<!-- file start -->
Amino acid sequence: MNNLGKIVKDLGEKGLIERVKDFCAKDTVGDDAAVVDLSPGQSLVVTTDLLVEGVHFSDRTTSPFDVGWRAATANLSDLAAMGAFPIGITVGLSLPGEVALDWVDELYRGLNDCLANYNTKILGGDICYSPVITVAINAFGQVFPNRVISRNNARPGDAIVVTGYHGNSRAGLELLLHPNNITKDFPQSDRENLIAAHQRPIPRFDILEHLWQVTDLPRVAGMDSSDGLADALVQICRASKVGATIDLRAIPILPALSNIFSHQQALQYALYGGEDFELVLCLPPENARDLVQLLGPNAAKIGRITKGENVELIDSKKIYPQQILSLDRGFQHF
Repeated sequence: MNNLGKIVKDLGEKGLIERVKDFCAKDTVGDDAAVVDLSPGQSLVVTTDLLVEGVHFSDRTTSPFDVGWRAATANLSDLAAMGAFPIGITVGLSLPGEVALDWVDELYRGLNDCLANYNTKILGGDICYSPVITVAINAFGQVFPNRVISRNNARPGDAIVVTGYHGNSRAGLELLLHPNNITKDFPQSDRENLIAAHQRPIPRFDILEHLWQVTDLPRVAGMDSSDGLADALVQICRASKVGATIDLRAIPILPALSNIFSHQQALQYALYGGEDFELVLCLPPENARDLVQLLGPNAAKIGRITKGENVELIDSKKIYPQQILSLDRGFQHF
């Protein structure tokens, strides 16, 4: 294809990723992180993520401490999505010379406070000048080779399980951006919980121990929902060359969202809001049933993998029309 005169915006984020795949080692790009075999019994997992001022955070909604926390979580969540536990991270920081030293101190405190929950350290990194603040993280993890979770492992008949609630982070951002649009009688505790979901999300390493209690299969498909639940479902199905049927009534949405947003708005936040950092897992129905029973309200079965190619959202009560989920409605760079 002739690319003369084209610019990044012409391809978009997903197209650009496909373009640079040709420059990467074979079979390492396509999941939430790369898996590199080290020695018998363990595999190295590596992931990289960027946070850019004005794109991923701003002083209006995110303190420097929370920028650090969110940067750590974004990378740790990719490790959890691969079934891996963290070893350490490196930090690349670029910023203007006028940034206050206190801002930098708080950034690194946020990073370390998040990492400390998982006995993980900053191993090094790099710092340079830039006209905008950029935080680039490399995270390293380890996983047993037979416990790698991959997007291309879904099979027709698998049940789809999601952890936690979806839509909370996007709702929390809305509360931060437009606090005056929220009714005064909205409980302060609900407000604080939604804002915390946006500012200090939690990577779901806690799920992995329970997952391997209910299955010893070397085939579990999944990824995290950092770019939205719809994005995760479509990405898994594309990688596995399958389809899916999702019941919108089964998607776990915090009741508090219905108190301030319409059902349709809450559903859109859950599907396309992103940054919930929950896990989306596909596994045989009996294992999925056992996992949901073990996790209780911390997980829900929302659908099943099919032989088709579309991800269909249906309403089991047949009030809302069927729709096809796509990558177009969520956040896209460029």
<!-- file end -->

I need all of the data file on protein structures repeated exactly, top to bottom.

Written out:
Amino acid sequence: MNNLGKIVKDLGEKGLIERVKDFCAKDTVGDDAAVVDLSPGQSLVVTTDLLVEGVHFSDRTTSPFDVGWRAATANLSDLAAMGAFPIGITVGLSLPGEVALDWVDELYRGLNDCLANYNTKILGGDICYSPVITVAINAFGQVFPNRVISRNNARPGDAIVVTGYHGNSRAGLELLLHPNNITKDFPQSDRENLIAAHQRPIPRFDILEHLWQVTDLPRVAGMDSSDGLADALVQICRASKVGATIDLRAIPILPALSNIFSHQQALQYALYGGEDFELVLCLPPENARDLVQLLGPNAAKIGRITKGENVELIDSKKIYPQQILSLDRGFQHF
Repeated sequence: MNNLGKIVKDLGEKGLIERVKDFCAKDTVGDDAAVVDLSPGQSLVVTTDLLVEGVHFSDRTTSPFDVGWRAATANLSDLAAMGAFPIGITVGLSLPGEVALDWVDELYRGLNDCLANYNTKILGGDICYSPVITVAINAFGQVFPNRVISRNNARPGDAIVVTGYHGNSRAGLELLLHPNNITKDFPQSDRENLIAAHQRPIPRFDILEHLWQVTDLPRVAGMDSSDGLADALVQICRASKVGATIDLRAIPILPALSNIFSHQQALQYALYGGEDFELVLCLPPENARDLVQLLGPNAAKIGRITKGENVELIDSKKIYPQQILSLDRGFQHF
């Protein structure tokens, strides 16, 4: 294809990723992180993520401490999505010379406070000048080779399980951006919980121990929902060359969202809001049933993998029309 005169915006984020795949080692790009075999019994997992001022955070909604926390979580969540536990991270920081030293101190405190929950350290990194603040993280993890979770492992008949609630982070951002649009009688505790979901999300390493209690299969498909639940479902199905049927009534949405947003708005936040950092897992129905029973309200079965190619959202009560989920409605760079 002739690319003369084209610019990044012409391809978009997903197209650009496909373009640079040709420059990467074979079979390492396509999941939430790369898996590199080290020695018998363990595999190295590596992931990289960027946070850019004005794109991923701003002083209006995110303190420097929370920028650090969110940067750590974004990378740790990719490790959890691969079934891996963290070893350490490196930090690349670029910023203007006028940034206050206190801002930098708080950034690194946020990073370390998040990492400390998982006995993980900053191993090094790099710092340079830039006209905008950029935080680039490399995270390293380890996983047993037979416990790698991959997007291309879904099979027709698998049940789809999601952890936690979806839509909370996007709702929390809305509360931060437009606090005056929220009714005064909205409980302060609900407000604080939604804002915390946006500012200090939690990577779901806690799920992995329970997952391997209910299955010893070397085939579990999944990824995290950092770019939205719809994005995760479509990405898994594309990688596995399958389809899916999702019941919108089964998607776990915090009741508090219905108190301030319409059902349709809450559903859109859950599907396309992103940054919930929950896990989306596909596994045989009996294992999925056992996992949901073990996790209780911390997980829900929302659908099943099919032989088709579309991800269909249906309403089991047949009030809302069927729709096809796509990558177009969520956040896209460029």